Kenny Wheeler's string of ECM recordings are all quite rewarding, generally avoiding the ECM stereotype of introspective long tones and silence. A fiery but thoughtful trumpeter whose style can range from advanced swinging to sound explorations, Wheeler is joined on this excellent set by tenor saxophonist Michael Brecker, pianist John Taylor, bassist Dave Holland and drummer Jack DeJohnette. They perform a set of Wheeler's originals and each of the world class musicians has an opportunity to be featured.
This two-disc set is a dazzling look at Kenny Wheeler's work as a composer. His breadth is stunning, from moody Oliver Nelson and Gil Evans-like expansiveness to compactly propulsive post-bop excursions. The first disc is taken up entirely with the eight-part "Sweet Time Suite." Wheeler's scoring is bracing and emotive. Singer Norma Winstone is on hand for portions of it, offering a gloriously soaring counterpoint to the massed horn section. Wheeler's diverse background serves him well, as he's quite comfortable with both the traditional and the avant-garde (he worked in one of Anthony Braxton's important combos in the mid-'70s). For anyone unfamiliar with this stellar musician's work, this is is an excellent starting point, as is his first album as a leader, the remarkable GNU HIGH.
Kenny Wheeler has long been a talented composer, improviser, and soloist, though he is still overlooked by some jazz fans because most of his work has been issued by European labels. Among the composers of his generation, Wheeler is one of the best, along with the late Bob Brookmeyer, in writing and scoring creative works for a large ensemble. For this session, Wheeler's charts are performed by a 17-piece big band – with the addition of Diana Torto's wordless vocals – conducted by Pete Churchill.
When Kenny Wheeler expatriated from his native Canada to England, it was not headline news. But upon the release of Gnu High, he became a contemporary jazz figure to be recognized, revered and admired. Playing the flugelhorn exclusively for this, his ECM label debut, Wheeler's mellifluous tones and wealth of ideas came to full fruition. Whether chosen in collaboration with label boss Manfred Eicher or by Wheeler alone, picking pianist Keith Jarrett, bassist Dave Holland and drummer Jack DeJohnette was a stroke of genius. They support the elongated and extended notions of Wheeler's in many real and important ways.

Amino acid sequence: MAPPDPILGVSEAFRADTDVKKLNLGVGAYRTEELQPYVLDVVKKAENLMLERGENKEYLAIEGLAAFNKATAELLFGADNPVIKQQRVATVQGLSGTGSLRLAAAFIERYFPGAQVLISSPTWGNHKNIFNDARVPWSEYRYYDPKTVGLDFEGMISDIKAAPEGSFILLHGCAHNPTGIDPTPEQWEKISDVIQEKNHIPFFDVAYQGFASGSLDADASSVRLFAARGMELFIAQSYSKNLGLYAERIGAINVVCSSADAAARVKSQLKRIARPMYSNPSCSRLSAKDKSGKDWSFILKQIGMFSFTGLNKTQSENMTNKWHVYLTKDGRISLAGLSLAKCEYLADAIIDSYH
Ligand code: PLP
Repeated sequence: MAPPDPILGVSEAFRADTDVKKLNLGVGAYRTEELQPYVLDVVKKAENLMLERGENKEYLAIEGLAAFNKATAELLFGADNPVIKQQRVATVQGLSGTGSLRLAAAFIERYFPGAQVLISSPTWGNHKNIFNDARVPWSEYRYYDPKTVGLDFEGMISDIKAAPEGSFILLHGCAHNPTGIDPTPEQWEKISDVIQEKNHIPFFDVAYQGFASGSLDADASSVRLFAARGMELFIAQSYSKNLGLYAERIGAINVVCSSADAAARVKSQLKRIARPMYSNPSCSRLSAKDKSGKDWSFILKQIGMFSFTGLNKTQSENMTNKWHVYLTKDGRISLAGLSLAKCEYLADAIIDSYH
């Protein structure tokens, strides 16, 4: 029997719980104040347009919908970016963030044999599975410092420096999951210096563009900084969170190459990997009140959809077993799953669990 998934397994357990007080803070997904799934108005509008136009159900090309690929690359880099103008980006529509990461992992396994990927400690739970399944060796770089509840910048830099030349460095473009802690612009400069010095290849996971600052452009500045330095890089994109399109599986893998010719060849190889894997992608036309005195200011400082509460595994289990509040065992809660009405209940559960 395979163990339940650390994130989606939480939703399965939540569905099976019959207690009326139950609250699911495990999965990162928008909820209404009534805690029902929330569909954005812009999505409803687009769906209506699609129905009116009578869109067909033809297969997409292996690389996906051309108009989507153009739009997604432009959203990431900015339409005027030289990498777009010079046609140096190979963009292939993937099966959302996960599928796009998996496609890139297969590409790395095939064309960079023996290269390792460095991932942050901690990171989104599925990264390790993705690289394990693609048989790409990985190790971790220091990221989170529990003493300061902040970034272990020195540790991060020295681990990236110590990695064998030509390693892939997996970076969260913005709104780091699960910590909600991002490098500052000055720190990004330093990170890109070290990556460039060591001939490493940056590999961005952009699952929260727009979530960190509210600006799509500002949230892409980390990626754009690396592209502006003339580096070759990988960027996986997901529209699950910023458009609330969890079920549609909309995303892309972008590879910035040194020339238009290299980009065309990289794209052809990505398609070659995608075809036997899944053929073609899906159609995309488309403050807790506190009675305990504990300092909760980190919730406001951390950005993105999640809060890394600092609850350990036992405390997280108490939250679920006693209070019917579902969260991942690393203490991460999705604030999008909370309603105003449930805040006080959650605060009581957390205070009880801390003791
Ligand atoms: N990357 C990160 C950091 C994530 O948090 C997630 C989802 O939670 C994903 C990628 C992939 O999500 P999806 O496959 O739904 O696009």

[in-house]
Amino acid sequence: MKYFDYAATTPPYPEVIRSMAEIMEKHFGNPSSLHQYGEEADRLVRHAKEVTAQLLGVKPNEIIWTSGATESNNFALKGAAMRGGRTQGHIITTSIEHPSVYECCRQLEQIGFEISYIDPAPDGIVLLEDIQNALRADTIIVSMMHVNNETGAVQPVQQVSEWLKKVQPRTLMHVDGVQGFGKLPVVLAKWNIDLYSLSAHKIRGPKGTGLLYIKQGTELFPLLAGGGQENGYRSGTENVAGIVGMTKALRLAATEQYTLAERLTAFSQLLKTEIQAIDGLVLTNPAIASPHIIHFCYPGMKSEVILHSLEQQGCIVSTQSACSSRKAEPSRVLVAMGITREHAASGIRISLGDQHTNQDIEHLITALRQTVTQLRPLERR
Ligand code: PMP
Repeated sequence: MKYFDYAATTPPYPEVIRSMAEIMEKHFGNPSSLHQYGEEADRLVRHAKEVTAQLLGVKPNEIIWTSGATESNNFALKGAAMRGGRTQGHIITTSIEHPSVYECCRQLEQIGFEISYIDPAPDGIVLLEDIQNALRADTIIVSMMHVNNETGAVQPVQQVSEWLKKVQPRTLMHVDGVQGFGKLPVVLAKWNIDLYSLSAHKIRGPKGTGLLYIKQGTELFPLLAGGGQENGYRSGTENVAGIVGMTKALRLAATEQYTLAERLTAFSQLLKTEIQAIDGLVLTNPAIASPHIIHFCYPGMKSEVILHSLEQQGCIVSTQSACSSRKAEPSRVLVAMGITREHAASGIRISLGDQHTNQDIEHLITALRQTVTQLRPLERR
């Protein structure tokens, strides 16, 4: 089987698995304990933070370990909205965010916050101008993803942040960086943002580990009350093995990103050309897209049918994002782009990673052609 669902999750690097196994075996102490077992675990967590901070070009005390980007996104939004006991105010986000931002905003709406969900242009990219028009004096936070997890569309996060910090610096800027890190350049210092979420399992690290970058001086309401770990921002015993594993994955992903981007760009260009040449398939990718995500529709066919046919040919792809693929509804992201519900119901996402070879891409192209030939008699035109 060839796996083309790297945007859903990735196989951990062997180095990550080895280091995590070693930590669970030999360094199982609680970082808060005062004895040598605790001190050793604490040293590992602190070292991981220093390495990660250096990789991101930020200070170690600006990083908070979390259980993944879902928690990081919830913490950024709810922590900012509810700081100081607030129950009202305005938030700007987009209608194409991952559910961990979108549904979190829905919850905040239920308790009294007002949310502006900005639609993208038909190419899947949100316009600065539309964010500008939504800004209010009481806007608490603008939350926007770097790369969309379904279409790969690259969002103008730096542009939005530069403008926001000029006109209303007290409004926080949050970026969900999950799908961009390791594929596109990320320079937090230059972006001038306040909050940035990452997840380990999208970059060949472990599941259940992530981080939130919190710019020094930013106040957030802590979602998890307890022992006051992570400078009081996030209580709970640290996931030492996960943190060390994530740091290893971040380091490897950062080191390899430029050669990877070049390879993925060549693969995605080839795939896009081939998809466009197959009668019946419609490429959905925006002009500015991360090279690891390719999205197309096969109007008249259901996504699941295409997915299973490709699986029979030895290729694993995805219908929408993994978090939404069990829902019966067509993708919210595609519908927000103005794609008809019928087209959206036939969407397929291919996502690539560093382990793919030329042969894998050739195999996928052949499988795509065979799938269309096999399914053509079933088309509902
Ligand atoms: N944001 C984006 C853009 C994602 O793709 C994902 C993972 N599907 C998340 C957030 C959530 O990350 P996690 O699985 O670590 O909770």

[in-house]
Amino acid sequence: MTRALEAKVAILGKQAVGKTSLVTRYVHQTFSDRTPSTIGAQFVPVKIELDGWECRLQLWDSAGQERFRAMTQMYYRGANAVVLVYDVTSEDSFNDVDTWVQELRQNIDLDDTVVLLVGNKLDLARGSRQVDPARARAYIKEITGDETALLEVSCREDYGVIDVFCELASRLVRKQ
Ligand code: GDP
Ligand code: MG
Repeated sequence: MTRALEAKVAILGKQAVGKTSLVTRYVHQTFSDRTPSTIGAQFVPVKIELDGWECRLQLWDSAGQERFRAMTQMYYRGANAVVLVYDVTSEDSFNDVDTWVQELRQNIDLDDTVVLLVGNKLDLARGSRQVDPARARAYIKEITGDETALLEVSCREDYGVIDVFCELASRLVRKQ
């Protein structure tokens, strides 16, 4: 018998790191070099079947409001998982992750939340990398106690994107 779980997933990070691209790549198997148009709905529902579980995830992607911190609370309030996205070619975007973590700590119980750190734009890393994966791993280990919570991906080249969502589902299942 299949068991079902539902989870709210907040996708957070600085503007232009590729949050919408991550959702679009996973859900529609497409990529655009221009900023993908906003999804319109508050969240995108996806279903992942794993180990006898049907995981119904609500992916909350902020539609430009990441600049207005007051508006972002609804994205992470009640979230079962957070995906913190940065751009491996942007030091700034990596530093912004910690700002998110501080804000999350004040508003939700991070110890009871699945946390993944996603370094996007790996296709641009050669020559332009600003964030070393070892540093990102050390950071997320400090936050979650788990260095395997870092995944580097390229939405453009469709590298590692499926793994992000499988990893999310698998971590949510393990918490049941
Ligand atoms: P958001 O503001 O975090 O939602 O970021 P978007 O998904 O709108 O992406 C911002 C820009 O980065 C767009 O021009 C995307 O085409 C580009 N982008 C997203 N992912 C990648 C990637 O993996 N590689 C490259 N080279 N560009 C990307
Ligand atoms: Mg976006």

In its ongoing series of reissues under the Double Time Jazz Collection moniker, Eagle Eye Media has put together two tribute shows on one DVD that demonstrate how a conception that is reverent yet forward-thinking can work wonderfully in one instance, and somewhat less-so in another. Tribute to John Coltrane: Live Under the Sky is an almost relentless, take-no-prisoners homage to Coltrane that works because it tries to take his music to a new place that is nevertheless respectful of its roots. Tribute to Bill Evans: Live at the Brewhouse is less successful because, while the musicianship is uniformly excellent, the lineage to Evans is less direct.
Me and You is the third album released by country music singer Kenny Chesney. It was released in 1996. Although its lead-off single "Back in My Arms Again" failed to make Top 40, the album's title track and "When I Close My Eyes" both reached number 2 on the Billboard Hot Country Singles & Tracks (now Hot Country Songs) charts in 1996. The title track was reprised from Chesney's previous album. "Back Where I Come From" is a cover of Mac McAnally's 1990 single from his album Simple Life, while "When I Close My Eyes" had been recorded by Restless Heart lead singer Larry Stewart on his 1993 debut album Down the Road, and by Keith Palmer before that. "It's Never Easy To Say Goodbye" had been recorded by singer Wynonna Judd on her eponymous debut album.